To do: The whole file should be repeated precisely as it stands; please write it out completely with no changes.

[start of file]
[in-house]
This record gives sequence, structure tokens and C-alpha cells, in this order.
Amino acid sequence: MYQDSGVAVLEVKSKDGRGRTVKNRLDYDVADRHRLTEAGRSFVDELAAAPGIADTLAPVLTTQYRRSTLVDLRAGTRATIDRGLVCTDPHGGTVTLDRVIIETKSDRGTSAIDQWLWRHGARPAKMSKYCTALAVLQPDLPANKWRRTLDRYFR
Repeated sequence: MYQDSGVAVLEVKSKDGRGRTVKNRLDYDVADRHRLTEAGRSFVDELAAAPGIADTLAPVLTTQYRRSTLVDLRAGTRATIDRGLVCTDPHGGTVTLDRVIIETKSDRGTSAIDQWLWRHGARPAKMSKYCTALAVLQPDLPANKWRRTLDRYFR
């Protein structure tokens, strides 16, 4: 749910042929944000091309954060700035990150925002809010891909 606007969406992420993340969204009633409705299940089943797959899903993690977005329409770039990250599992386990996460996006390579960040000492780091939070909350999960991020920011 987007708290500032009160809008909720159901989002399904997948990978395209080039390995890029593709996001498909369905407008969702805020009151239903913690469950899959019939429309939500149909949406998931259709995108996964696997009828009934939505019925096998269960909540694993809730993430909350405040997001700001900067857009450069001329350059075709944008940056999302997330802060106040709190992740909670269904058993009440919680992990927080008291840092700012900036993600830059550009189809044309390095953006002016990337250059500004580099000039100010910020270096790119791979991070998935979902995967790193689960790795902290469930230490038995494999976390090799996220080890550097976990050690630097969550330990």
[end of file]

[in-house]
This record gives sequence, structure tokens and C-alpha cells, in this order.
Amino acid sequence: MYQDSGVAVLEVKSKDGRGRTVKNRLDYDVADRHRLTEAGRSFVDELAAAPGIADTLAPVLTTQYRRSTLVDLRAGTRATIDRGLVCTDPHGGTVTLDRVIIETKSDRGTSAIDQWLWRHGARPAKMSKYCTALAVLQPDLPANKWRRTLDRYFR
Repeated sequence: MYQDSGVAVLEVKSKDGRGRTVKNRLDYDVADRHRLTEAGRSFVDELAAAPGIADTLAPVLTTQYRRSTLVDLRAGTRATIDRGLVCTDPHGGTVTLDRVIIETKSDRGTSAIDQWLWRHGARPAKMSKYCTALAVLQPDLPANKWRRTLDRYFR
């Protein structure tokens, strides 16, 4: 749910042929944000091309954060700035990150925002809010891909 606007969406992420993340969204009633409705299940089943797959899903993690977005329409770039990250599992386990996460996006390579960040000492780091939070909350999960991020920011 987007708290500032009160809008909720159901989002399904997948990978395209080039390995890029593709996001498909369905407008969702805020009151239903913690469950899959019939429309939500149909949406998931259709995108996964696997009828009934939505019925096998269960909540694993809730993430909350405040997001700001900067857009450069001329350059075709944008940056999302997330802060106040709190992740909670269904058993009440919680992990927080008291840092700012900036993600830059550009189809044309390095953006002016990337250059500004580099000039100010910020270096790119791979991070998935979902995967790193689960790795902290469930230490038995494999976390090799996220080890550097976990050690630097969550330990």